The unknown risk in NPS that few people talk about
24 Feb 2022 - Contact Sayan Sircar
14 mins read
What should you do if there is a fall in your NPS corpus just before retirement at 60? This post details the problems and shows how to remediate the risk.
Table of Contents
- What is NPS?
- Sequence of returns risk in NPS
- Recap of asset classes in NPS and their recent returns
- Returns from NPS demonstrate considerable SRR
- Return and risk exposure at various asset allocation levels
- How to mitigate this Asset allocation risk
What is NPS?
National Pension Scheme (NPS) is a retirement plan launched in May 2009 with the following features:
- it is a mutual fund like scheme where residents can invest money regularly to be used for retirement expenses
- the corpus is locked until age 60. Post 60, the subscriber can withdraw and use the money for retirement as a mixture of annuity/pension plan and other investments
- there are some tax benefits in investing, and 60% of the corpus on withdrawal at age 60 is tax-free
NPS is a vast subject that will be dealt with detail in a series of articles and we will examine in detail who should invest in NPS, who shouldn’t, asset allocation, post-NPS portfolio construction and other analyses. This particular post is the first in our series on NPS.
Sequence of returns risk in NPS
The concept of sequence-of-returns risk (SRR henceforth) refers to the order or mix of positive and negative returns in risky assets like equity and debt. We have dealt with SRR in detail in this post: How does sequence of return risk affect your goals?.
When applied to NPS, SRR causes an unique problem that does not exist with other products usually used for retirement planning:
What if the stock or bond market falls just before the NPS corpus “matures” at 60?
This particular problem is unique to NPS since generally, the corpus becomes eligible for withdrawal at 60 as per the following rules at age 60:
- 60% corpus is withdrawable tax-free, and the rest 40% corpus is used to purchase an annuity compulsorily
- you can defer withdrawal up to age 75 if you wish to
- to withdraw before 60, you can withdraw only 20%, and the rest 80% goes to an annuity
The problem happens if the following two conditions come true together at the same time:
- there is a fall in either equity or bond markets just before age 60
- you do not have any other corpus outside NPS to allow you to defer NPS withdrawal in the hope the fall will recover
Recap of asset classes in NPS and their recent returns
The investment options in NPS are governed by the Pension Fund Regulatory and Development Authority (PFRDA) rules. NPS funds are essentially mutual funds with the following four asset classes described below:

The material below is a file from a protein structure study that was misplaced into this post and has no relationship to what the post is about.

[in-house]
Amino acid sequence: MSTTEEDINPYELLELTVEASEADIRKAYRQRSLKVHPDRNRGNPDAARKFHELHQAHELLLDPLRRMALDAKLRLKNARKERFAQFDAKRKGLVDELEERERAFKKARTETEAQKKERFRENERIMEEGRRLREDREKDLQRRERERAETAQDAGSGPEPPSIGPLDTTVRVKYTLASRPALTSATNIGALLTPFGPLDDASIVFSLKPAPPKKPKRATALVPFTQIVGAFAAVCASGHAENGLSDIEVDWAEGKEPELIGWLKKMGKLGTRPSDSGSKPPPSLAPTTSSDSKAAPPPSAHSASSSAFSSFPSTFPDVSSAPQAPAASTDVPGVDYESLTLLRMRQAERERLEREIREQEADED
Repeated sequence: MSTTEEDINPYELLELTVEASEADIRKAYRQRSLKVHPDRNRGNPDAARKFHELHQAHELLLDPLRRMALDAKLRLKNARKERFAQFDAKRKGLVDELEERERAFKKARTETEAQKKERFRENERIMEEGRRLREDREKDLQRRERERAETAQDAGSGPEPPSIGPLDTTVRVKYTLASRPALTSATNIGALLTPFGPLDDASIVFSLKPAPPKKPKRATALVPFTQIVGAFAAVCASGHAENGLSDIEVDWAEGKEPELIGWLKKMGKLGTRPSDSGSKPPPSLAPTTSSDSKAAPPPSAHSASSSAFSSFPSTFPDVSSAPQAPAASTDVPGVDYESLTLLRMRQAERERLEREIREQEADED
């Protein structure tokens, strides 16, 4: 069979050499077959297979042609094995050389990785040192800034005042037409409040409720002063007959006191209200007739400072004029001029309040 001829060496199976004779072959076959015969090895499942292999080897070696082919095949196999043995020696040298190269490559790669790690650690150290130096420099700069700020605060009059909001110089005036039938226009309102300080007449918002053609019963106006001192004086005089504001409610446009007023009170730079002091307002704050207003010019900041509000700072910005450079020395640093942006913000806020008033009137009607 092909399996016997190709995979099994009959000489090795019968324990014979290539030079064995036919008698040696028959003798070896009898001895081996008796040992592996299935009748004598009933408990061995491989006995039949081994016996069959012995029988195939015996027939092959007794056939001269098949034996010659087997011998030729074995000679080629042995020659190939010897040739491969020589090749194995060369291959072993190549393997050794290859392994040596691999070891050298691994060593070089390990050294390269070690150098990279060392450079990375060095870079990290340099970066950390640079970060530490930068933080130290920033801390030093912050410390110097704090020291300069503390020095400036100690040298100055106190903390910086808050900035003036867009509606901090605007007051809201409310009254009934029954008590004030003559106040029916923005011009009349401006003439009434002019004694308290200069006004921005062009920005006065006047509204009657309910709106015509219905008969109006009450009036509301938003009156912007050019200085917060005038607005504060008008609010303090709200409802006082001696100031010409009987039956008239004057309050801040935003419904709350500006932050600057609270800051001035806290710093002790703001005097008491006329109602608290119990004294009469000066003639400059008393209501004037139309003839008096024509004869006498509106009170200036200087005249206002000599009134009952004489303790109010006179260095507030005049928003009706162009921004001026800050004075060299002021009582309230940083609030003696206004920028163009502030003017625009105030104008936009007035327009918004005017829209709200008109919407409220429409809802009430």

Equity option (Scheme E)
This class invests in stocks like other equity mutual funds, and risks/returns are in line with other equity mutual funds. Large fluctuations in equity funds are considered normal, say 40% or worse falls in a year or 60%+ rise in other years. Unless they have entered the stock market since the post-Mar 2020 bull run, investors are well aware of the nature of this fluctuation.
Government bond option (Scheme G)
This class invests primarily in RBI, i.e. Government bonds. These bonds have a sovereign guarantee, i.e. no risk of default. However, based on the time to maturity of each bond in the portfolio, they have interest or duration risk. We extensively cover the concept of duration risk here: Should you match debt portfolio duration with goal duration?, but the summary is that the Scheme G NAV will fluctuate considerably due to interest rate changes in the economy.
This fact may surprise investors new to the concept of duration risk or who have only seen high returns from this category due to falling interest rates in line with global economic trends.
Corporate bond option (Scheme C)
This class invests in corporate bonds, i.e. debt issued by companies, not the Central/State Governments. Apart from duration risk, this category has credit risk also since there is always the risk that the company that has issued the bond can fail to pay back interest and principal.
Alternative Investments option (Scheme A)
This class invests in alternative investments in products like Alternative Investment Funds (AIF), Mortgage-Backed Securities (MBS), REITs, InvIts, and other similar investments. Due to their nature, these products are high-risk investments and have existed since 2016 only in NPS. Therefore, we are excluding their discussion in this article. Still, the sequence of return risk applies to this category as well. Since the allowed allocation to this category is capped at 5% of the corpus, it does not make a material difference to the returns of the NPS portfolio.
Limits of asset allocation
To understand where this risk comes from, let us look at the permissible asset allocation between E,G,C in NPS. NPS offers two asset allocation choices: active and auto.
Active choice gives a lot of flexibility to the investor with the maximum equity allocation capped as per the image above: up to 75% until the age of 50 and then reducing by 2.5% a year to 50% at the age of 60.
NPS offers three options under auto choice with asset allocation slowly becoming more conservative as time passes, as shown in the chart below:
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Returns from NPS demonstrate considerable SRR